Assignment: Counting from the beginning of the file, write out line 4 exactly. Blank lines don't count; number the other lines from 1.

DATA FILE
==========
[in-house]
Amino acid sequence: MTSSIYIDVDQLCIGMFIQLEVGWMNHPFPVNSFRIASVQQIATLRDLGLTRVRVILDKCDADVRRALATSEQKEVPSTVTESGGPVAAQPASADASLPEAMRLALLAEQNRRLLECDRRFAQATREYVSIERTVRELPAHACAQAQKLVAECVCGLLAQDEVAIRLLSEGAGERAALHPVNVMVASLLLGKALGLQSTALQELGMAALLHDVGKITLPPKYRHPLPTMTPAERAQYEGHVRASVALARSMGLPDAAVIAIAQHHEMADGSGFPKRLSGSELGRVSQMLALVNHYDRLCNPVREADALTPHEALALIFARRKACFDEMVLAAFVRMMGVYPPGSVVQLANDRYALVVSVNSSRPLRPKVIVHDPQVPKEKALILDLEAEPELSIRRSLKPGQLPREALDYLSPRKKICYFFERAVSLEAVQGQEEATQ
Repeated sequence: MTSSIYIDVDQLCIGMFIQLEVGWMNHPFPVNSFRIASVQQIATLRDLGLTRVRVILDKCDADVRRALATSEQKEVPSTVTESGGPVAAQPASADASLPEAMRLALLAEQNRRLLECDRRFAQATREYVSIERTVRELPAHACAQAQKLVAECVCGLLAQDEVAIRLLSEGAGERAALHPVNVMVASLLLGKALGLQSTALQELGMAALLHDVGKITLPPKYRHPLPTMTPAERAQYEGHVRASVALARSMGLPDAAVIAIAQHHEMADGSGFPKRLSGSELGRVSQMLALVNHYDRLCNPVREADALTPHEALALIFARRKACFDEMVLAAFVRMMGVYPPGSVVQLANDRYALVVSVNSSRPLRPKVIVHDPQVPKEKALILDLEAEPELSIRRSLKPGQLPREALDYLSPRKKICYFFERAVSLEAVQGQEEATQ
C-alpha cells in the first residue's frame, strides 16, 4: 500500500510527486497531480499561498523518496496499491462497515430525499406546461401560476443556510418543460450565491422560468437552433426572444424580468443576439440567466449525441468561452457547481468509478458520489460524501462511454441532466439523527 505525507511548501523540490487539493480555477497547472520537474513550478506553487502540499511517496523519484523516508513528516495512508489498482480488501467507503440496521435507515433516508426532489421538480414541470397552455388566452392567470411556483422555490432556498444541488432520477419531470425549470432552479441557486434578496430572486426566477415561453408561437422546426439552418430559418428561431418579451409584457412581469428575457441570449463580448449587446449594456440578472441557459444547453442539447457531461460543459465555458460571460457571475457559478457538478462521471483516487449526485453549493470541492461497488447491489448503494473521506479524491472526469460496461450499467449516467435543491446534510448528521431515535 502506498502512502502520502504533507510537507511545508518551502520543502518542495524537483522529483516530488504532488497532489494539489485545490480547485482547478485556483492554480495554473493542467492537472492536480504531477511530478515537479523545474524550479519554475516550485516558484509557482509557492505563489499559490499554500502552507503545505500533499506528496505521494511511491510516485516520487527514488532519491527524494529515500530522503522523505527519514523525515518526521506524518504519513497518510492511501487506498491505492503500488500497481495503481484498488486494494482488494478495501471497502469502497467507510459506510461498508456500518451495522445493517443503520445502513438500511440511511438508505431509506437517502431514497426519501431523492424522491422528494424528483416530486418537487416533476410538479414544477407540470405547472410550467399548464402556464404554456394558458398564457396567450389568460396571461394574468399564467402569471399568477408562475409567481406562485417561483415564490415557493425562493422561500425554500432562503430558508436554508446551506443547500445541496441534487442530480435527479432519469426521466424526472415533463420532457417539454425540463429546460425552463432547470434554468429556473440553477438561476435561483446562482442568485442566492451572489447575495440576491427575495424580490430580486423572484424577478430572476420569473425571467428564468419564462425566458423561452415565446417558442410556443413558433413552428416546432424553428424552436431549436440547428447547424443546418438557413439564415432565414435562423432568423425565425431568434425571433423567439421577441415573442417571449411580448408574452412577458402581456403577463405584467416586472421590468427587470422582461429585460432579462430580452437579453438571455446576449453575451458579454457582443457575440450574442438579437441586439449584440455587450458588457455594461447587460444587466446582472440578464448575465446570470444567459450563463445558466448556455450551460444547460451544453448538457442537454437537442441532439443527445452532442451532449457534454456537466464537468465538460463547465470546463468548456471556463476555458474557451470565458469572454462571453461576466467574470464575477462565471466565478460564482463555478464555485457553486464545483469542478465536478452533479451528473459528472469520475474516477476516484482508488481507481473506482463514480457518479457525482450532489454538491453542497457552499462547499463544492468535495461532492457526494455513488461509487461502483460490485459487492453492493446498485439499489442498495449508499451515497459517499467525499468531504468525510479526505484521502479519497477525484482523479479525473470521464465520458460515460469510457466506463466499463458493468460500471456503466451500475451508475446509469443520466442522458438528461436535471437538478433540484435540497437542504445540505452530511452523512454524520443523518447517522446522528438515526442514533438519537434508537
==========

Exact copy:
C-alpha cells in the first residue's frame, strides 16, 4: 500500500510527486497531480499561498523518496496499491462497515430525499406546461401560476443556510418543460450565491422560468437552433426572444424580468443576439440567466449525441468561452457547481468509478458520489460524501462511454441532466439523527 505525507511548501523540490487539493480555477497547472520537474513550478506553487502540499511517496523519484523516508513528516495512508489498482480488501467507503440496521435507515433516508426532489421538480414541470397552455388566452392567470411556483422555490432556498444541488432520477419531470425549470432552479441557486434578496430572486426566477415561453408561437422546426439552418430559418428561431418579451409584457412581469428575457441570449463580448449587446449594456440578472441557459444547453442539447457531461460543459465555458460571460457571475457559478457538478462521471483516487449526485453549493470541492461497488447491489448503494473521506479524491472526469460496461450499467449516467435543491446534510448528521431515535 502506498502512502502520502504533507510537507511545508518551502520543502518542495524537483522529483516530488504532488497532489494539489485545490480547485482547478485556483492554480495554473493542467492537472492536480504531477511530478515537479523545474524550479519554475516550485516558484509557482509557492505563489499559490499554500502552507503545505500533499506528496505521494511511491510516485516520487527514488532519491527524494529515500530522503522523505527519514523525515518526521506524518504519513497518510492511501487506498491505492503500488500497481495503481484498488486494494482488494478495501471497502469502497467507510459506510461498508456500518451495522445493517443503520445502513438500511440511511438508505431509506437517502431514497426519501431523492424522491422528494424528483416530486418537487416533476410538479414544477407540470405547472410550467399548464402556464404554456394558458398564457396567450389568460396571461394574468399564467402569471399568477408562475409567481406562485417561483415564490415557493425562493422561500425554500432562503430558508436554508446551506443547500445541496441534487442530480435527479432519469426521466424526472415533463420532457417539454425540463429546460425552463432547470434554468429556473440553477438561476435561483446562482442568485442566492451572489447575495440576491427575495424580490430580486423572484424577478430572476420569473425571467428564468419564462425566458423561452415565446417558442410556443413558433413552428416546432424553428424552436431549436440547428447547424443546418438557413439564415432565414435562423432568423425565425431568434425571433423567439421577441415573442417571449411580448408574452412577458402581456403577463405584467416586472421590468427587470422582461429585460432579462430580452437579453438571455446576449453575451458579454457582443457575440450574442438579437441586439449584440455587450458588457455594461447587460444587466446582472440578464448575465446570470444567459450563463445558466448556455450551460444547460451544453448538457442537454437537442441532439443527445452532442451532449457534454456537466464537468465538460463547465470546463468548456471556463476555458474557451470565458469572454462571453461576466467574470464575477462565471466565478460564482463555478464555485457553486464545483469542478465536478452533479451528473459528472469520475474516477476516484482508488481507481473506482463514480457518479457525482450532489454538491453542497457552499462547499463544492468535495461532492457526494455513488461509487461502483460490485459487492453492493446498485439499489442498495449508499451515497459517499467525499468531504468525510479526505484521502479519497477525484482523479479525473470521464465520458460515460469510457466506463466499463458493468460500471456503466451500475451508475446509469443520466442522458438528461436535471437538478433540484435540497437542504445540505452530511452523512454524520443523518447517522446522528438515526442514533438519537434508537